ABC News contacted Fisher through beatingbowelcancer.org, a British charity dedicated to improving bowel cancer awareness and increasing early diagnoses. The charity also recommended speaking with Dr. Kevin Monahan of the Family History of Bowel Cancer Clinic at West Middlesex University Hospital.
Monahan argued that many doctors do not recommend the surgery because of the side effects that Lynne suffered and because preventative medicine can help fight Lynch syndrome. “Screening with colonoscopy is highly effective,” he told ABC News. “Probably one of the most effective screening tests in all kinds of cancer.”
He also cited a recent study in the United Kingdom that showed daily aspirin can reduce people’s chances of developing colon cancer by as much as 50 percent.
Even Lynch himself admits the surgery is not widely supported.
“There was a lot of reticence by physicians to do that procedure,” he said. “It’s still not fully accepted.”
But it is getting more common, and he knows some patients “desperately want to talk about it. The doctors need to listen to them.”
Lynne says she was never really given an option — her doctor said if she didn’t have it, they would soon be treating her for cancer.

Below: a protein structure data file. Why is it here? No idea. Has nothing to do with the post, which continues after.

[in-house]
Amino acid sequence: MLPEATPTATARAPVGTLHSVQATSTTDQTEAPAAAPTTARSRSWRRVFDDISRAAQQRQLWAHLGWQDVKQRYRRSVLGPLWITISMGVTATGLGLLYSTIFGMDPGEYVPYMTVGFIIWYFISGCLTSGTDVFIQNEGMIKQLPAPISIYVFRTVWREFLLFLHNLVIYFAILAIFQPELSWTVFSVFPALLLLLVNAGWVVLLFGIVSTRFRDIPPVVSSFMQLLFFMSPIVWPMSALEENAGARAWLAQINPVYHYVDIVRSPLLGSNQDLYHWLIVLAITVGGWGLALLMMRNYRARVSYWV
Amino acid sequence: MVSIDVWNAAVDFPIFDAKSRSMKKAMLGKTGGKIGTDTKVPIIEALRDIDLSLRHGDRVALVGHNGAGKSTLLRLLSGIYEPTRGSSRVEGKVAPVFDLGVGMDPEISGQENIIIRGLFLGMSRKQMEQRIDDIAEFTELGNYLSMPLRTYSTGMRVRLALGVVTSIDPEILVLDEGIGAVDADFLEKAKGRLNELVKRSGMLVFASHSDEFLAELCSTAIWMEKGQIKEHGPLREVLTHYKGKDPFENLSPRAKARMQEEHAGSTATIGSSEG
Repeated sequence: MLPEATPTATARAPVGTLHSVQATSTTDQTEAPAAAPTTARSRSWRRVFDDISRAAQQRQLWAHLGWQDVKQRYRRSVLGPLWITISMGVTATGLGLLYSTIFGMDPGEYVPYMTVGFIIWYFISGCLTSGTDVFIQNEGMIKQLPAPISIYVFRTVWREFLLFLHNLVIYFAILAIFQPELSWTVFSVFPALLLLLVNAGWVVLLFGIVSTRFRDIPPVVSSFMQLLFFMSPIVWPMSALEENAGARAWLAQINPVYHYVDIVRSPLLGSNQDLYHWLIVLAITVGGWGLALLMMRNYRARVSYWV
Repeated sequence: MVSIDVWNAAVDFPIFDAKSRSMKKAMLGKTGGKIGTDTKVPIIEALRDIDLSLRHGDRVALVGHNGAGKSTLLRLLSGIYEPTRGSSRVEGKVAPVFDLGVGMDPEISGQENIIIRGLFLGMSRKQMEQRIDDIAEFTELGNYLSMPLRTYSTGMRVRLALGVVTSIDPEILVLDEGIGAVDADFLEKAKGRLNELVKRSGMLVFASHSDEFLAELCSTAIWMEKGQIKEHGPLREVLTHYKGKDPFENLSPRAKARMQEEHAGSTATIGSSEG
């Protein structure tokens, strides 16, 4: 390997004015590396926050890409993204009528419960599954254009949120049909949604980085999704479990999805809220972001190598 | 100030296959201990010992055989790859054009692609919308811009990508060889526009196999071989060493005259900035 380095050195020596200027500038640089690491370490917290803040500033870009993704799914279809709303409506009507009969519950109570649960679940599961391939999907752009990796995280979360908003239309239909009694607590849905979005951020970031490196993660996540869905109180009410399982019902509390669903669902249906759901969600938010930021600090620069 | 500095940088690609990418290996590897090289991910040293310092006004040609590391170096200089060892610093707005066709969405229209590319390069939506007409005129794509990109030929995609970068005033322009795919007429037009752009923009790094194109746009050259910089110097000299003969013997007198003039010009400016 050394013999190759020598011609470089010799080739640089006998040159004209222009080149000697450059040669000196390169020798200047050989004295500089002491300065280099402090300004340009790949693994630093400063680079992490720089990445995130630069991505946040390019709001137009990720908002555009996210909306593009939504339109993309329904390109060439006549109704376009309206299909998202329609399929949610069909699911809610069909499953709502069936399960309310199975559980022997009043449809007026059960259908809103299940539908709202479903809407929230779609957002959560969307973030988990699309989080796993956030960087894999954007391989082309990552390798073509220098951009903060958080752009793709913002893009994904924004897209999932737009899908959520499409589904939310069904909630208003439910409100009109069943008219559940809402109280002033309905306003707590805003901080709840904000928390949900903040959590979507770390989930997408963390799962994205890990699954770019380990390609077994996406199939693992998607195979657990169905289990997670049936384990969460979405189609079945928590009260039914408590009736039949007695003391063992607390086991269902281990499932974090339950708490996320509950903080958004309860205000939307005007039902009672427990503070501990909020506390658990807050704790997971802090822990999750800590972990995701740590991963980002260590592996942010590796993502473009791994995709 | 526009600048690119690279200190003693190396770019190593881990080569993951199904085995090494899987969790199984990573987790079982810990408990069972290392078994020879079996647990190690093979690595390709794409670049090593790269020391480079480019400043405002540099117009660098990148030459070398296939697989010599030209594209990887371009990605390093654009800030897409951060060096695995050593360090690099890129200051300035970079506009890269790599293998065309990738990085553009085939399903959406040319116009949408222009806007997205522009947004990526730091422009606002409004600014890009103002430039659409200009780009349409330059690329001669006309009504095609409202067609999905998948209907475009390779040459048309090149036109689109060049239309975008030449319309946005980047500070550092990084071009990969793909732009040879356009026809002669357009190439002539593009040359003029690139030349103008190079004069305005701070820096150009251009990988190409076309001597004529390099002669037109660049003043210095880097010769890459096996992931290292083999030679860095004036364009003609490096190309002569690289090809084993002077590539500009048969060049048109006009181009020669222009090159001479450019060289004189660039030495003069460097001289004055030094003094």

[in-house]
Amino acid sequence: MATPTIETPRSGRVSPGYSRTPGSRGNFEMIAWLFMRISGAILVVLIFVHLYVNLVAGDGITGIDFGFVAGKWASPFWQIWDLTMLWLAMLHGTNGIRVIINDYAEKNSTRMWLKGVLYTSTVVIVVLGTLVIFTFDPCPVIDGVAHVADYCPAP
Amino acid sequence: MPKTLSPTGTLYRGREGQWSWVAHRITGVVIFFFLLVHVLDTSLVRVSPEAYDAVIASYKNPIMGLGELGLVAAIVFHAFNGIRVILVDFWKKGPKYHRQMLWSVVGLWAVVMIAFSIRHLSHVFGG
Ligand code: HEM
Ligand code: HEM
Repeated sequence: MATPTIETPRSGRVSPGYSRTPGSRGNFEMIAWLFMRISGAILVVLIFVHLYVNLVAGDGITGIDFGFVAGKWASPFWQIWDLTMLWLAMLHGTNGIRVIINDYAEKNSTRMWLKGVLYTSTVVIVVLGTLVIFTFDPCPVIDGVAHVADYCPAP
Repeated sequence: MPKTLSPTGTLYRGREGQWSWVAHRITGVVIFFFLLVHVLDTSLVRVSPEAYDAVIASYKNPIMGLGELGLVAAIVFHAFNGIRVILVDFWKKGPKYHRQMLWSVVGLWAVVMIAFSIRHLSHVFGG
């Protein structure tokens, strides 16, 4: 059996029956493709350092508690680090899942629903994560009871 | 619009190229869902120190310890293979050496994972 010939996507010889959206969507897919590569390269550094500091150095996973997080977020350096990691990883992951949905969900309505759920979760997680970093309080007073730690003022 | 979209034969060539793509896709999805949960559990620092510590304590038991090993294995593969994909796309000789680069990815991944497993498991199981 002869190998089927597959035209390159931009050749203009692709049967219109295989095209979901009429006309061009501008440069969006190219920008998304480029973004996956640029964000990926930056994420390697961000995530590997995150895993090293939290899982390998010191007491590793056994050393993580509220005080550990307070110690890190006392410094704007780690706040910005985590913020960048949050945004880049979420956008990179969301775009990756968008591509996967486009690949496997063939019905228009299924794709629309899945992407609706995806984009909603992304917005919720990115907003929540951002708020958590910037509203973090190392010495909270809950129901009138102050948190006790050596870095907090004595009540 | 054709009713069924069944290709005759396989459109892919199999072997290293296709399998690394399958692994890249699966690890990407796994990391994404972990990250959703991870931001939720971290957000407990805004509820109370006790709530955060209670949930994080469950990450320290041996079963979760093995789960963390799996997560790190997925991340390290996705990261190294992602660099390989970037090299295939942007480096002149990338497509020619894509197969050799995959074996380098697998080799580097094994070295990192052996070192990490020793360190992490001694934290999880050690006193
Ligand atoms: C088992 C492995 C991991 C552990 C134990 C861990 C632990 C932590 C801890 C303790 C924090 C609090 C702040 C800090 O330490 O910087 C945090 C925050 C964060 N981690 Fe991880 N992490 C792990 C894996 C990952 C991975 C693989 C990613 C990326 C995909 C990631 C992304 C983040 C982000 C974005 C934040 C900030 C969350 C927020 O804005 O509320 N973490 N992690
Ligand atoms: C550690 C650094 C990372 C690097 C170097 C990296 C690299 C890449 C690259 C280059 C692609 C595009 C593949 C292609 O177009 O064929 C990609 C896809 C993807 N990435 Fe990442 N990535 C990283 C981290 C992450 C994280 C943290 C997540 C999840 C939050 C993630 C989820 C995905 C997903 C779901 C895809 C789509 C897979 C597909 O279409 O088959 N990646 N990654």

Today, despite all the side effects, she doesn’t regret having the surgery.
“You have to go through that dark tunnel,” she says. “At least I didn’t have the cancer. And that’s what I have to keep remembering.”
She believes the good health she is enjoying because of her surgery means her brother Clyve, who urged her to have the test for Lynch Syndrome, didn’t die in vain.
“I’m giving it a good bash,” she says. “If Sharon Osbourne can fight it, I can fight it.”
- Woman Removes Colon to Prevent Cancer (abcnews.go.com)
- Lynch Syndrome: Screening or Surgery to Prevent Gynaecological Cancers? (familyhistorybowelcancer.wordpress.com)